Generals Marching Without Soldiers

In 1980, when I came into the investment business, investors were very conscious of trading ranges that had existed the prior 16 years:

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Since the stock market was range-bound, technical analysis became very popular. The two most popular were the Zweig Forecast (Marty Zweig) and the Professional Tape Reader (Stan Weinstein). The opinions were available Friday afternoon via a phone service which provided a tape recording of their latest findings. One of their favorite sayings was, “Be nervous when the Generals are marching forward and the troops aren’t following.”

The breadth of the stock market narrows, but the index continues to climb or go sideways despite the fact that the majority of stocks are declining. This was true in 1980 and it preceded the 1981-1982 bear market, which hit a greater than 20% decline even though the index was historically cheap already.

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This brings us to today’s circumstances. Some very large companies with an inordinately large market cap in the S&P 500 Index have held up quite admirably.

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While the broader S&P 500 Index, as measured by the other 490 stocks, began to get severely battered:

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To gain historical perspective, let’s look at other times when the Generals were continuing to march and the troops weren’t following.

Dow Jones, S&P 500 and Russell 2000 from January 1, 1987 – August 25, 1987:

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The broader list of stocks was already foreshadowing the coming decline in the Index.

Dow Jones and S&P 500 from August 25 – October 19, 1987:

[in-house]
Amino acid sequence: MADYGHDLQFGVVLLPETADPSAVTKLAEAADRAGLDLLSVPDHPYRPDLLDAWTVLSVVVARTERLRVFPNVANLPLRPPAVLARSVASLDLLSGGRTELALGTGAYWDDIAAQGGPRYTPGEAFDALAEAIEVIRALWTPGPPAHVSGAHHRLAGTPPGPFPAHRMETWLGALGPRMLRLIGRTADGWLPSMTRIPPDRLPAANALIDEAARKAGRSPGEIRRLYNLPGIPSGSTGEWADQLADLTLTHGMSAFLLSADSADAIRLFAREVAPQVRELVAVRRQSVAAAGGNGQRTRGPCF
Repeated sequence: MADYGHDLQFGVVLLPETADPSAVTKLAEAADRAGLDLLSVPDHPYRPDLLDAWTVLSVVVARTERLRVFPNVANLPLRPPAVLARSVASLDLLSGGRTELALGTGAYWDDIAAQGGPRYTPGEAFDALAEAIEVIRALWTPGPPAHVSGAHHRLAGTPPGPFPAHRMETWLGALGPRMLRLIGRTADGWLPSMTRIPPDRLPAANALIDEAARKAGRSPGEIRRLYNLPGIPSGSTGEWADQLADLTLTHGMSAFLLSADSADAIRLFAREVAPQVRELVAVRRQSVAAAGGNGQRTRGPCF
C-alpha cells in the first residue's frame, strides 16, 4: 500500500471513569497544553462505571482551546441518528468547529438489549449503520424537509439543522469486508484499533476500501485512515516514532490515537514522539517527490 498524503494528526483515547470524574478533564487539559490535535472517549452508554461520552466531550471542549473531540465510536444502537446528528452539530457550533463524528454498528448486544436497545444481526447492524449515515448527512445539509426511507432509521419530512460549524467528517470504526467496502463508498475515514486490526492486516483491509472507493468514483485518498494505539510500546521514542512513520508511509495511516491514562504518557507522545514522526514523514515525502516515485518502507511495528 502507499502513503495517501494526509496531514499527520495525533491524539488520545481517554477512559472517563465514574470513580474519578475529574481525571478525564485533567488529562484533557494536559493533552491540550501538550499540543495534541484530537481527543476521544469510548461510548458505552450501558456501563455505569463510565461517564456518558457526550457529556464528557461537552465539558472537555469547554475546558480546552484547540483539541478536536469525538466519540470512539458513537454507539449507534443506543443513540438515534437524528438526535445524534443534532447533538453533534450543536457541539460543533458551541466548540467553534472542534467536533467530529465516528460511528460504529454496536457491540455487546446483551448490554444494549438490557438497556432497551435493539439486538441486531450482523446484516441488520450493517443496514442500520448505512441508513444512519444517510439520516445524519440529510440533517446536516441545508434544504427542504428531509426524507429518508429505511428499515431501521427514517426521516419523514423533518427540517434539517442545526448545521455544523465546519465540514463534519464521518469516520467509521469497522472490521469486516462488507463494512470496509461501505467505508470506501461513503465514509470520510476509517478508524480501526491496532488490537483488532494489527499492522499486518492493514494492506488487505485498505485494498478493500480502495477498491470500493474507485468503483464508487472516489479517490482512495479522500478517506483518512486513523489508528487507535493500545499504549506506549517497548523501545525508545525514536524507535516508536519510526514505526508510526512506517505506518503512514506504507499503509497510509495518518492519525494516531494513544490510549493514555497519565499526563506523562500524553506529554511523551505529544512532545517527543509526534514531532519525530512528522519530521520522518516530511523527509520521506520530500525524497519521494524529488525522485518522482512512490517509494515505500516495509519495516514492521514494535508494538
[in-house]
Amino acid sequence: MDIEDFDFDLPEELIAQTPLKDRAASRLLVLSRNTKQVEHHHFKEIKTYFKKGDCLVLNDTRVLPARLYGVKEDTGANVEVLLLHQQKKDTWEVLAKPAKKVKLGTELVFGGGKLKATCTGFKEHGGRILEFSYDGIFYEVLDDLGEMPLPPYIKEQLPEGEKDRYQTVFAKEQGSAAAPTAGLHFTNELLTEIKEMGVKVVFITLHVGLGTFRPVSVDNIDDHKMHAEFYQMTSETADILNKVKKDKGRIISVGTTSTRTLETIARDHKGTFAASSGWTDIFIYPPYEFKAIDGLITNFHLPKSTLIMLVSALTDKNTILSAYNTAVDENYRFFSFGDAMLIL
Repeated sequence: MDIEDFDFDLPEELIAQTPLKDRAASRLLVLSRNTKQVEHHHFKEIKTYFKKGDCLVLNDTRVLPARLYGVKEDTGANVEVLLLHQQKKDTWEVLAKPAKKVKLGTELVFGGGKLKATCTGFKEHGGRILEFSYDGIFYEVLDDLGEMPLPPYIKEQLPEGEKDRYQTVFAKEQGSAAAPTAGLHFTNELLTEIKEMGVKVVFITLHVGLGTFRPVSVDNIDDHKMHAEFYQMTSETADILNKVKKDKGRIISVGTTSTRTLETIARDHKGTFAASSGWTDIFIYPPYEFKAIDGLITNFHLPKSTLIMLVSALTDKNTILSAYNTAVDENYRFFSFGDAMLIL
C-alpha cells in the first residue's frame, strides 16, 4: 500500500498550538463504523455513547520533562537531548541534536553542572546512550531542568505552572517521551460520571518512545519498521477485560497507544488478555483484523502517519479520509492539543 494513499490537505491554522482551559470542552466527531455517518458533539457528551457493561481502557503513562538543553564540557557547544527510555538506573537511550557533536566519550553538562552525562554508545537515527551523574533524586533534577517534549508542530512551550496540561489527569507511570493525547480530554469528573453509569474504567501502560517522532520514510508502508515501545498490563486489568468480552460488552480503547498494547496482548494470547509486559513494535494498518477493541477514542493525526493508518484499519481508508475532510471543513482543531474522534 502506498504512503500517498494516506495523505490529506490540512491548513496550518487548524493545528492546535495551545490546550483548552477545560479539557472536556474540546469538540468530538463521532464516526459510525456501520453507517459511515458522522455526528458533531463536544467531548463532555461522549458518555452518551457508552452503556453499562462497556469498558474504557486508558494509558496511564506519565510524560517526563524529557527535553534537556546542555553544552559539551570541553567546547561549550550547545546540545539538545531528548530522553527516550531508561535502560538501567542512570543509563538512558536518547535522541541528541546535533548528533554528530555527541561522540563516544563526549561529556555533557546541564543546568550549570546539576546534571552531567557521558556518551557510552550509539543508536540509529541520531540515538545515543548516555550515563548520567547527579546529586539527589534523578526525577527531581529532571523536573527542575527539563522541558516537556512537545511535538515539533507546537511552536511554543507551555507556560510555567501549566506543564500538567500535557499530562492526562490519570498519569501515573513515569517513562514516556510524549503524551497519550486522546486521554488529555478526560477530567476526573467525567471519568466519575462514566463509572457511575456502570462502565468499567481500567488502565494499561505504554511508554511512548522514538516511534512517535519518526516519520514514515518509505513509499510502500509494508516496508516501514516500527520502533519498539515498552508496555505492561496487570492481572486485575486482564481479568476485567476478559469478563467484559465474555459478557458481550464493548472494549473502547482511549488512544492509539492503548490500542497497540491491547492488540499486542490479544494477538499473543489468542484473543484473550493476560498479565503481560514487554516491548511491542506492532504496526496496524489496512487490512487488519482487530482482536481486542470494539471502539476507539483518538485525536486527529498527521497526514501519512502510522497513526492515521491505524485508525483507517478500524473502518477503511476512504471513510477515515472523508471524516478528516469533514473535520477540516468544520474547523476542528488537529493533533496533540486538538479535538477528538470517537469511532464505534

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The Dotcom Bubble of 1999-2000 was another terrific example of Generals in the form of tech and telecom stocks marching forward:

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The S&P 500 got slaughtered from March 31, 2000 to March 9, 2003. See the chart below:

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There is a slice of good news during this depressing rundown on the present reality. Here is how the energy sector of the S&P 500 Index did in the 2000-2003 bear market:

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Oil bottomed in 2000 at around $10 per barrel, much like oil bottomed in March of 2020 when the Arab Spring cut the legs off the U.S. oil production. The story only got better through the first half of the devastating bear market in 2007-2008 as energy prices soared:

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While we have used the rhyme of the oil business to defend our capital in the energy sector, most investors have used the decline that we are in currently to snuggle more heavily up to the Apples (

AAPL, Financial) and Amazons (AMZN, Financial) of the S&P 500, even as they vomit out of the hyper-aggressive darlings of the last two years:

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This leaves investors heavily committed (29.5% of the S&P 500 Index) to a narrow group of stocks dominated by tech darlings even as bombs are dropping on almost all other tech companies as a category. In other words, tech Generals are marching forward, and few troops are following. As history teaches us, the S&P 500 Index returns could well be prepared to produce “stock market failure” in the form of negative ten-year returns. As always, fear stock market failure.

The information contained in this missive represents Smead Capital Management’s opinions and should not be construed as personalized or individualized investment advice and are subject to change. Past performance is no guarantee of future results. Bill Smead, chief investment officer, wrote this article. It should not be assumed that investing in any securities mentioned above will or will not be profitable. Portfolio composition is subject to change at any time and references to specific securities, industries and sectors in this letter are not recommendations to purchase or sell any particular security. Current and future portfolio holdings are subject to risk. In preparing this document, SCM has relied upon and assumed, without independent verification, the accuracy and completeness of all information available from public sources. A list of all recommendations made by Smead Capital Management within the past twelve-month period is available upon request.

©2022 Smead Capital Management, Inc. All rights reserved.

This Missive and others are available at www.smeadcap.com.

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